Consistent Hashing with Clojure

Suvrat Apte
Dec 31, 2020 · 8 min read

In this post, let’s try and understand what Consistent Hashing is, when it is needed and how to implement it in Clojure. Consistent hashing has many use cases. I have chosen the use case of distributed caching for this post. One other common use case is for sharding in databases.


Almost all applications today use some kind of caching. Caches reduce the number of requests directly served by your database and improve latency. You start with one cache node sitting over your database. On read paths, you check if the data is available on the cache node, if not, you go to the database, serve the request and store the data on your cache node. On write paths, you update the database and then update (or invalidate) your cache. In such a setup, your cache provides fast access to items in your DB, and reduces load on the DB.

But as your application usage grows, your cache node is also going to get overwhelmed and soon enough, you will need multiple cache nodes. When you have multiple nodes, you will need to decide how you are going to divide data between those nodes.

Distributed Caching

One very simple strategy to divide data between cache nodes is to take an integer hash of the cache key and then take the mod by the number of cache nodes.

For example, if the hash of the cache key came out to be 86696499 and if we have 4 servers, then (86696499 mod 4) = 3; so the data will go to the node with index 3 (0 based indexes).

This is very simple to implement. For simplicity, we will use email addresses of users as cache keys.

Mod n hashing

Let’s go through the code above.

emails (line #3) is just a collection of emails.

get-node (line #7) tells us which object should go on which node. This was the logic that we discussed previously. We are first taking a hash and then taking mod n of that hash.

get-distribution (line #13) just runs get-node on emails and returns a map which has node names as keys and corresponding values as list of keys which would reside on those nodes.

The last line prints how emails will be divided on cache nodes if we had 4 cache nodes. It prints the following map:

{"node-0" ["" ""
"node-1" ["" ""
"node-2" [""],
"node-3" [""]}

Okay so this seems to be working well! Now every time we have to fetch some data, we will just check on which node that data is expected and then we will try to fetch it from that node. So far so good!

In today’s distributed infrastructure, the total number of cache nodes can easily change. There could be multiple reasons such as, needing a few extra nodes when more traffic is expected, or a node going down due to some error.

We can simulate the above two situations.

Let’s say we add another cache node in our cluster. We can simulate this by running:

(->> emails (get-distribution 5) (into (sorted-map)) pp/pprint)

We will get the following:

{"node-0" [""],  
"node-1" [""],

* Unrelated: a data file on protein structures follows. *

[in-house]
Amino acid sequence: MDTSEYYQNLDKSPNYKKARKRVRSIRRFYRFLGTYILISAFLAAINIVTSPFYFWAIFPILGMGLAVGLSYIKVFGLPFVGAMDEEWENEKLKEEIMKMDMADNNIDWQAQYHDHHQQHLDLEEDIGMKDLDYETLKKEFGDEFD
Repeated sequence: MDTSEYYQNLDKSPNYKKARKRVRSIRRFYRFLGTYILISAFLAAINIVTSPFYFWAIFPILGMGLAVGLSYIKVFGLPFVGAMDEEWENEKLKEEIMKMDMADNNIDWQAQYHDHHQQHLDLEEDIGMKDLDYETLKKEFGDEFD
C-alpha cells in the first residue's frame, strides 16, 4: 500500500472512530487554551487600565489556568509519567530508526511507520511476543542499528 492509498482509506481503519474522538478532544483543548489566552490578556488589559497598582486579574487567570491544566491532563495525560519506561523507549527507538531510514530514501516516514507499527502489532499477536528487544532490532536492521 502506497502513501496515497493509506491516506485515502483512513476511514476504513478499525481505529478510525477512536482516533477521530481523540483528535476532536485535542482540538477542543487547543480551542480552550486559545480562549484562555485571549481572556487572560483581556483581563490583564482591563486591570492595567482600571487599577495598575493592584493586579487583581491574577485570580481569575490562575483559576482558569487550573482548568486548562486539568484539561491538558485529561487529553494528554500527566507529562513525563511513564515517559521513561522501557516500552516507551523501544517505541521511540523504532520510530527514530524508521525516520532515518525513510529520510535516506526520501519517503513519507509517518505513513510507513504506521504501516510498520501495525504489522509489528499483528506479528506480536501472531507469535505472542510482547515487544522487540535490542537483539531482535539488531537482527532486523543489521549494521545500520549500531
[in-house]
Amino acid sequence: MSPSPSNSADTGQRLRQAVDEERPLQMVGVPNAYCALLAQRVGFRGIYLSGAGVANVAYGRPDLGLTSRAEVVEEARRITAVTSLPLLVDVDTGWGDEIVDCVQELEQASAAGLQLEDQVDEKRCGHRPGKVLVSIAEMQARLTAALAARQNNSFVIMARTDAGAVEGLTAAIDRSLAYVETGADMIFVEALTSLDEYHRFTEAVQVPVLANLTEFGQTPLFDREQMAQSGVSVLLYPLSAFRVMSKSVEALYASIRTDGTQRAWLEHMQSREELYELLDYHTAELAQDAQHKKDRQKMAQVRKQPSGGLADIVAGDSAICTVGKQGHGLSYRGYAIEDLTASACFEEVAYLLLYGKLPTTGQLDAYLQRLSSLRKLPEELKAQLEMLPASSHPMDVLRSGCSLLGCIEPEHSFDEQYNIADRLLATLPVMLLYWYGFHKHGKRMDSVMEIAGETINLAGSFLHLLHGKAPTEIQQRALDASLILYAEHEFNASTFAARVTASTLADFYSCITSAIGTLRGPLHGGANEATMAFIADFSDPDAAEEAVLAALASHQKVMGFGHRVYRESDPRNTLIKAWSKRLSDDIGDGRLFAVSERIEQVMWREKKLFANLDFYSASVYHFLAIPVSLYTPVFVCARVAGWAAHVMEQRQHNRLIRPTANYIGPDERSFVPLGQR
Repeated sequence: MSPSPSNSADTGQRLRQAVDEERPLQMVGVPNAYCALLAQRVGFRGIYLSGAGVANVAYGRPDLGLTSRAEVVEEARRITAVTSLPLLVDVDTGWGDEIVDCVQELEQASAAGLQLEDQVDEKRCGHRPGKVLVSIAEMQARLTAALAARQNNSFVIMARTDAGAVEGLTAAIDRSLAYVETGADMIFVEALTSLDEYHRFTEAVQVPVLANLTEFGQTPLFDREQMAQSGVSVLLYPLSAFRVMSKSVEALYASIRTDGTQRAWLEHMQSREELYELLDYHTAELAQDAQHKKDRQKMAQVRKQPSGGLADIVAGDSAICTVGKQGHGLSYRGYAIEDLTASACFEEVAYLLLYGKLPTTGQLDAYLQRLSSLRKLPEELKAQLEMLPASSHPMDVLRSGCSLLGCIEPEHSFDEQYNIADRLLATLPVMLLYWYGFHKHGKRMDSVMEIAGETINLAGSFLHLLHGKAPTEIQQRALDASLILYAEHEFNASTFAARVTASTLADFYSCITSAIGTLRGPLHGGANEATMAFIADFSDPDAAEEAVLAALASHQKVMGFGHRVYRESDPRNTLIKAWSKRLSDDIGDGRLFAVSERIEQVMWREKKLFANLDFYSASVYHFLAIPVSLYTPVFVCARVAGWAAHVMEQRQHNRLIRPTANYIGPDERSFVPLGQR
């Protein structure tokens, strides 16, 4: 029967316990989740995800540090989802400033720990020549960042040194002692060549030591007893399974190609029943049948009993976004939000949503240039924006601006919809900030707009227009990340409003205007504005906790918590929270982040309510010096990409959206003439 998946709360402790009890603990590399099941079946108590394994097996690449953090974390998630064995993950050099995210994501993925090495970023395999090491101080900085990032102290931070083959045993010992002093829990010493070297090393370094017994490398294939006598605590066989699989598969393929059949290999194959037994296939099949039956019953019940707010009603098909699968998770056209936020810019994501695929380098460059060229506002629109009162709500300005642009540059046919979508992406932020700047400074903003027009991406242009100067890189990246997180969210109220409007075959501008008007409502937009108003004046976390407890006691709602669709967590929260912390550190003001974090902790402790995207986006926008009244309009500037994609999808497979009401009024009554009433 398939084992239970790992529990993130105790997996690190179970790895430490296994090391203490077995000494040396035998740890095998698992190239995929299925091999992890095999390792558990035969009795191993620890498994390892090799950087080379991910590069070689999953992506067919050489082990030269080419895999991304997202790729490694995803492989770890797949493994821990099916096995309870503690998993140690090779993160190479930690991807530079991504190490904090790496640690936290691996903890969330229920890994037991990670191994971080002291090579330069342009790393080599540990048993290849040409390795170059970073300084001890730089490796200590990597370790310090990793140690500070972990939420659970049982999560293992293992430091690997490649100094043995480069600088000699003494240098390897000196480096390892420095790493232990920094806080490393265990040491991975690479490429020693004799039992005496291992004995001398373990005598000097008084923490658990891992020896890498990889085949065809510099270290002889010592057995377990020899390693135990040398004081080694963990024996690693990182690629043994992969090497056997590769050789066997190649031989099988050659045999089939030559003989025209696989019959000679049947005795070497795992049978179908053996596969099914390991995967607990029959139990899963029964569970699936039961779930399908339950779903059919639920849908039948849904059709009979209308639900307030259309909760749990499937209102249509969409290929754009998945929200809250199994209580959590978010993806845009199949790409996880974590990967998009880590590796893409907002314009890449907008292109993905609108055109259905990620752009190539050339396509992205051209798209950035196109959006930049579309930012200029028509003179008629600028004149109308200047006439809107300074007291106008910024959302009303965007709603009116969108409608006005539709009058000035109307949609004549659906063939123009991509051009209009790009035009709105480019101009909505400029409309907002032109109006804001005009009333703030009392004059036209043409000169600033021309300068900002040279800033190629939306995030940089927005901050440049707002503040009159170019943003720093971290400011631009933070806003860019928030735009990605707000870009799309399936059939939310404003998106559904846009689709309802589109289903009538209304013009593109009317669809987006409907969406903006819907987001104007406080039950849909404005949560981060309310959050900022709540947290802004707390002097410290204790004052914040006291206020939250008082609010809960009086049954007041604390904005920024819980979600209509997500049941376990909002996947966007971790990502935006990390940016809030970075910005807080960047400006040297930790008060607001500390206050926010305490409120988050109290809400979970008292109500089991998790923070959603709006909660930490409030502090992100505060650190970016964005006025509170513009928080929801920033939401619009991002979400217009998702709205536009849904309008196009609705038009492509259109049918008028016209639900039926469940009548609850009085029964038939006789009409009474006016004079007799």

"node-2" [""],
"node-3" ["" ""
"node-4" ["" ""]}

If we compare the distribution of keys for 4 nodes vs 5 nodes, we can see that 6 out of 8 keys have different nodes now.

The same will happen if a node goes down. Let’s simulate this by running:

(->> emails (get-distribution 3) (into (sorted-map)) pp/pprint)

This produces:

{"node-0" [""],
"node-1" ["" ""
"node-2" ["" ""
"" ""]}

In this case as well, 5 out of 8 keys now have a different node.

Both of these cases create a really bad situation for our databases. Initially, our data was distributed across 4 nodes. On adding or removing nodes, almost all of the keys get relocated to other nodes. This results in a flurry of cache misses and all the missed requests go to our databases. Further, our cache nodes now have stale data with no way for us to clean it up. We have to wait for the stale data to expire.

This is clearly undesirable and in extreme situations, this could even take our entire system down.

Let’s understand why this is happening. We need to remember that our logic to select nodes ( get-node) for data includes number of nodes as a parameter. So when our number of nodes changes, clearly the output of get-node is most likely to change.

We need to find a strategy which will not directly depend on the number of nodes that we have.

Consistent Hashing

Consistent hashing is a simple method of hashing which does not depend on the number of nodes we have. In consistent hashing, we imagine our nodes to be placed on a ring. The ring is made up of the range of our hash function. For example, if our hash function produced hashes over the entire range of integers, then the ring would go from the minimum integer to the maximum integer.

We will generate hashes for nodes using some unique property of nodes, say IP addresses. These hashes will be the locations of our nodes on the ring.

Consitent hashing ring

To insert or retrieve data, we will hash the caching key and use the node which is closest to the caching key hash in the clockwise direction. (Clockwise is just a convention we are using for this post. Anti-clockwise will also work.)